Now, you're saying that index funds are better "for most investors". yes, that may be the case; all I was offering here is a suggestion for a slightly more intelligent approach that can be had with very little extra effort (run a damn fund screener, and listen to oversight companies like morningstar or lipper who make their living by tracking the batting averages of fund companies over decades and decades). If you do that much, which is very simple, at the end of a decade or two of investing, the difference will be HUGE thanks to compounded interest.

Its also true that if EVERYONE ran to these 200 funds, their advantage would dissappear -- and so I'm THANKFUL that the majority of you have no interest in doing that -- that helps secure those financial benefits for people like me who are willing to invest (quite sensibly) in more than the index.
posted by jak68 at 1:45 PM on September 5, 2007

Investing is a gamble. If you are that risk-averse, then put your money in risk-free assets. I don't think I ever said that there is no risk to investing in index funds. There is risk, but at least a person knows that they will not be paying a premium for it.

However, it is true that past performance is not an indicator of future performance. The evidence for this is overwhelming. You can see some of it in the studies done in the link in my last comment. You will see from the quote from the article that I provided that the funds that outperformed the index over a ten year period did not outperform over the next ten year period. Therefore, you cannot predict future performance from past performance.

In addition, the studies above also show that the cost of selecting the "wrong" manager can be high.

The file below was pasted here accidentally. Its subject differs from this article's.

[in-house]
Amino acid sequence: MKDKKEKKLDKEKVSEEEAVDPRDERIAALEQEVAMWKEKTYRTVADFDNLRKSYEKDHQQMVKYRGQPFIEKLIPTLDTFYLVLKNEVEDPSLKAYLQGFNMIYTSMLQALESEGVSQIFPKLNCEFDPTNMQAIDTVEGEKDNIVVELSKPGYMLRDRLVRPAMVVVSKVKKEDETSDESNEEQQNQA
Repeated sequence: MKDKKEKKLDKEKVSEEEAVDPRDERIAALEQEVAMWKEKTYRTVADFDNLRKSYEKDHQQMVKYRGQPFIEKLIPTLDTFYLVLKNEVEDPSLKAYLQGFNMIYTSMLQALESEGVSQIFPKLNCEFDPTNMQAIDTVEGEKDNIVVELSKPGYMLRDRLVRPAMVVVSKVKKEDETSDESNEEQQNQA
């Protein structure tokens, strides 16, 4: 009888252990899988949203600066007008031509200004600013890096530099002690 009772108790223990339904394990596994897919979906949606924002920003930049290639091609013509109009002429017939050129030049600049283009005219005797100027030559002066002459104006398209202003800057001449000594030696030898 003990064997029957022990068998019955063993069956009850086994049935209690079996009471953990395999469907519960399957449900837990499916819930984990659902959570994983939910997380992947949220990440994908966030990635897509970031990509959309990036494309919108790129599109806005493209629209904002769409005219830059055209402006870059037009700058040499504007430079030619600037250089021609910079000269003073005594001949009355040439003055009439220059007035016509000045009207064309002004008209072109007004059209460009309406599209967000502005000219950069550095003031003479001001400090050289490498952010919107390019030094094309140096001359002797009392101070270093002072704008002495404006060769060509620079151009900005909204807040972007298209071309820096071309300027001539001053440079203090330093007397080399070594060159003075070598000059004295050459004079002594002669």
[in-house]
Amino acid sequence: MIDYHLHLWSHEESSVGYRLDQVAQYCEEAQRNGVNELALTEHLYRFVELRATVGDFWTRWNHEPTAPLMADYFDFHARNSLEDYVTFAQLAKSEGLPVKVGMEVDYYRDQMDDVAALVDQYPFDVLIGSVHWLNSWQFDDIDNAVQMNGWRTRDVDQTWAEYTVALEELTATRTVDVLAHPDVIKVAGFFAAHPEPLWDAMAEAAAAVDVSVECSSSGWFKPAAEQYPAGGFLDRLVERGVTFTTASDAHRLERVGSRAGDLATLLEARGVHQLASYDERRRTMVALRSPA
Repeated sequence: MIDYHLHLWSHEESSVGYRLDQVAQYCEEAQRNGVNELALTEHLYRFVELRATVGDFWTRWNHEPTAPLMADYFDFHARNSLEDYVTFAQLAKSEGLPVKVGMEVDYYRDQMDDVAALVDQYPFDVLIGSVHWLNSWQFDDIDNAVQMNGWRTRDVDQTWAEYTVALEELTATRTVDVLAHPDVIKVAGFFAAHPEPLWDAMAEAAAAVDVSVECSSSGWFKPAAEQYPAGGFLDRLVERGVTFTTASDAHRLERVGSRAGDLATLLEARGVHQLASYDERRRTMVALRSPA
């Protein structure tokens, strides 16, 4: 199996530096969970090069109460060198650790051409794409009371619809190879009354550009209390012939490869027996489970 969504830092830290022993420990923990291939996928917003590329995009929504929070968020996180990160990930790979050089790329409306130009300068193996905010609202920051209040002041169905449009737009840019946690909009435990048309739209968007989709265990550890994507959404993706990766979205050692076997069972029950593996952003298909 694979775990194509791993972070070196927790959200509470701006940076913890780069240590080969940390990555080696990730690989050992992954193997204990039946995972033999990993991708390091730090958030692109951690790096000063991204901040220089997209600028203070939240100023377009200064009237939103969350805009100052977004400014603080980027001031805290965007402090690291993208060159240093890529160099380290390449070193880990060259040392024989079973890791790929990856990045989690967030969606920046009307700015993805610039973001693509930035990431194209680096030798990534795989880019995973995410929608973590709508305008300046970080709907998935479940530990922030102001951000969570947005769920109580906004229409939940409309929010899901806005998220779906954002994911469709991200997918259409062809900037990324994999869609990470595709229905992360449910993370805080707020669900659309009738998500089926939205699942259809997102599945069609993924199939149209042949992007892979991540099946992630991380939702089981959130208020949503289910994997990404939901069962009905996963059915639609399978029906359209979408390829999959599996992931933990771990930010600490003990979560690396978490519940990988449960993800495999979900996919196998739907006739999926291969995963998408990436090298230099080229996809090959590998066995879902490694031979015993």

I have nothing against actively managed funds. They do offer the potential for higher returns. But I do think that an investor needs to be made aware of the fact that they cannot rely on historical returns for an idea of what returns the fund might produce in the future. If they believe the manager is talented and can outperform the market and is willing to make a gamble that they are right, they should. But to lead them to believe that they can predict the performance based on the last 5, 10 or however many years is wrong.

If they go and invest in a tracker fund, they will be taking the same gamble - past performance is no indicator - BUT they will not be paying a premium to do so.

The way I understand it, the OP was looking for a way to invest that does not require a lot of time, energy or knowledge. I don't think it is as simple as you make it seem for a lot of people who have no knowledge of investing to choose a fund and I know that people can easily get confused when looking into these things. It isn't that they're stupid. It's a complex subject that many people just don't have the time to research.

What I am saying is that index funds are a simple and cost effective way for an average person to invest their money and since there is no proof that more expensive funds can outperform, there is no good reason to invest in them. UNLESS a person is willing to take what is purely a gamble on the possibility of outperformance. If they want to do this, fine, but they need to go into it with their facts straight and their eyes open.

I don't know what else to say about this. I think the evidence supports my position, and it is easy enough to find, but I know that there will always be people who will believe, as you do, that past performance means something. This has been an ongoing debate for some time and it will most certainly not be resolved in this thread, so I think that we may have to agree to disagree on this one.

The Lowdown on Index Funds

Excerpt: It's true that over the short term some mutual funds will outperform the market by significant amounts. But picking the good funds out of the thousands (literally) that exist is almost as difficult as picking stocks yourself! Whether or not you believe in efficient markets, the costs in most mutual funds make it very difficult to outperform an index fund over the long term.

The Best Investment Advice You'll Never Get

Excerpt: A recent entry on the Motley Fool, the popular investment advice website, made the following blanket statement: “Buy an index fund. This is the most actionable, most mathematically supported, short-form investment advice ever.”
posted by triggerfinger at 11:47 AM on September 6, 2007

We all know Warren Buffet is never going to die. He'll just become liquid.

Also, I remember reading on one of those financial blogs that if you're 30, you should have 30% safe investments, and 70% 'risky' investments (If 40, 40s and 60r, if 2, 2s, and 98r, etc). Possibly a good rule of thumb.
posted by oxford blue at 8:22 PM on September 7, 2007